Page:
through one hole, an obvious benefit.
|‘Tests indicate that, because the eye
has to focus on a fixed point (your computer
screen), after a few minutes, heart rate (one
of the best indications of stress) can increase
by around 5 per cent. This is enough to cause
tension in the shoulders and lead to headaches.
‘Because pinholes are smaller than
the eye’s normal pupil size they relax
the eye without losing the clarity of the
image. The reduced tension in the eye is
felt immediately and heart rate returns to
normal within minutes,’ says Grunwald.
Peter Grunwald is a world-renowned expert
on eyesight, regularly lecturing in 12 different
countries, ‘very few people are born
with bad eyesight, most bad eyesight is acquired’ he
limitation of pinhole glasses is that blocking
some of the light makes it more important than
usual to have good lighting on the viewed object.
When looking at television this is not a problem
since the set makes its own light. When reading,
a good lamp should be provided nearby. Another
limitation is that peripheral vision is diminished,
so they should not be used for driving or similar
activities involving motion. As with any glasses,
even sunglasses, they should not be used to stare
at the sun, thinking that no harm can be done.
do not claim that pinholes can replace prescription
glasses in every situation. Just as it would be
risky to wear ordinary glasses in situations where
they could be broken and damage the eyes, there
are situations where using pinholes instead of
prescription glasses is not advisable. Use common
sense and only wear the pinholes when the limited
view does not pose a risk. No one who manufacturers
or sells pinhole glasses can be held liable for
misuse of these glasses since this is beyond their
While pinholes are not as cheap
as off-the-rack reading glasses, they are considerable cheaper than individual
prescription glasses. For example, a person who is a little nearsighted but only
needs clear distant vision for occasional TV viewing would find pinholes a cheaper
solution than prescription glasses. There is no need to continually throw away
old pairs and buy new, stronger ones. Unless the pinholes break, they can be
used an entire lifetime.
The native people of Alaska have
long used this principle by wearing glasses with narrow slits to look through,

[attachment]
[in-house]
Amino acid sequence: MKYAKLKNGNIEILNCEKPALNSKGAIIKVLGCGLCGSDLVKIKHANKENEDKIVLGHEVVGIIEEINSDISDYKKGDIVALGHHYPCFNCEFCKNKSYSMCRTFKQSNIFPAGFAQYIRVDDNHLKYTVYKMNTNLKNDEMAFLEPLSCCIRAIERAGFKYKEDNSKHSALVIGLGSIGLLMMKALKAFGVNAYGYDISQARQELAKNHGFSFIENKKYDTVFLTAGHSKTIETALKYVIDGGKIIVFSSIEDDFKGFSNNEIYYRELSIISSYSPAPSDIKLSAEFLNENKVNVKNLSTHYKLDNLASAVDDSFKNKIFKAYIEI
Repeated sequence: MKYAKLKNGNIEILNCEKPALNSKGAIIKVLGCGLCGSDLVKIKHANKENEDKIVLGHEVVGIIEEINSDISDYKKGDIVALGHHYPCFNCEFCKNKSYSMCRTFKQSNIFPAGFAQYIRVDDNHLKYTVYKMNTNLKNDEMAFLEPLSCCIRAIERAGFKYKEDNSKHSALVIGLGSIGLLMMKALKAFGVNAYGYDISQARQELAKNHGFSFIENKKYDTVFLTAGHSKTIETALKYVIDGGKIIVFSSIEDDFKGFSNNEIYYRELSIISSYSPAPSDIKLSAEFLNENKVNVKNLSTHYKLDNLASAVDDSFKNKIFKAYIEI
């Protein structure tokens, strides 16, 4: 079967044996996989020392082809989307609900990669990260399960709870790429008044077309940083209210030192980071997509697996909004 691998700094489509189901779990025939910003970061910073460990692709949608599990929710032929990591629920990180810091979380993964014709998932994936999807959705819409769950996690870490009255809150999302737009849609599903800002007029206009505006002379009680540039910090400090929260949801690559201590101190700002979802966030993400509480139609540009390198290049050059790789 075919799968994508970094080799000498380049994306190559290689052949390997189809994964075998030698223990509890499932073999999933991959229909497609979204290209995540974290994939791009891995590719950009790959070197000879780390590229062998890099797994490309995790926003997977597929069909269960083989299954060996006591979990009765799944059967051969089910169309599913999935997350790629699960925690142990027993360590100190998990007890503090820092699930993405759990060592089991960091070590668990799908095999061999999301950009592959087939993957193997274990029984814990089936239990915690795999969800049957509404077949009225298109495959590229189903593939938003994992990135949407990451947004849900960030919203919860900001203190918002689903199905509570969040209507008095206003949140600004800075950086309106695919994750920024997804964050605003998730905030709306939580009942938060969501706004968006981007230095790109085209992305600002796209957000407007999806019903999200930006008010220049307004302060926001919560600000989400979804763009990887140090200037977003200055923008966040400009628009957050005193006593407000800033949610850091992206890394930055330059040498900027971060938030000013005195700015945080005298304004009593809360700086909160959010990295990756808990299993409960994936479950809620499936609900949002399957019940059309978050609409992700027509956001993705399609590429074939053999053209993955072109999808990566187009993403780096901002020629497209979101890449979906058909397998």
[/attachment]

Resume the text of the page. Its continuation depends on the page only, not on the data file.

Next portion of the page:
thus blocking out much of the glare from the sunshine reflecting off the snow
and ice. Anyone who remains in this environment for long periods during the summer
without protection can suffer from snow blindness. This painful condition forces
the person to discontinue the use of the eyes until healing can take place. This
is nature's way of protecting the eyes from permanent damage.
glasses are an excellent substitute for expensive
bifocal glasses. They can provide good vision for
any distance, both far and near.
is a pincushion effect when looking through the
edges of prescription glasses. That is, straight
lines appear curved. This disturbing effect does
not occur with pinholes.
When you lay prescription glasses
down improperly, they can easily get scratched at the center of the lens, the
very area you have to look through. Scratching pinholes has no effect on their
Some people with cataracts have
given testimonials that they see better with pinholes because the scattering
of the light is diminished. A cataract is actually one or more opacities in the
lens that do not allow the light to pass through properly but instead cause it
to scatter. By cutting off the peripheral rays, pinholes could reduce some of
this scattering and improve the vision. The only way to determine if an individual
will benefit in this way is to try the glasses.
the most important use for pinholes is in an application
that has until now been totally ignored, Myopia
When a person's eye has become
abnormally long due to excessive close work, the outermost rays come to a focus
in front of the retina and cause the blurred vision. Imagine
for a moment the common situation where a child begins to develop myopia and
can't see the blackboard clearly. The usual solution of giving the child minus
lenses is disastrous. But suppose the child has a pair of pinholes and puts them
on just to look at the blackboard.
A large area of the blackboard
can be seen through just one hole. The cost and the risk involved with minus
lenses has been avoided entirely. Suppose the child also leaves them on when
reading or looking at a computer screen. This could help greatly in preventing
myopia since the accommodative effort is reduced. For those children whose natural
farsightedness has diminished to around +0.5 diopters and are on the verge of
moving into myopia, sitting down at the school desk and putting on the pinholes
should be almost simultaneous events.
Many children might need nothing
more than this to insure that they do not develop myopia. Schoolteachers should
have several pairs on hand to lend to the students who have difficulty seeing
Can you imagine what the eye
doctors and optical industry think about this inexpensive solution? The fact
that you don't find pinholes in the optical stores and eye doctors don't recommend
them should give you a hint. In fact, it is just this opposition that has resulted
in government persecution of those who sold such glasses in the past. It is both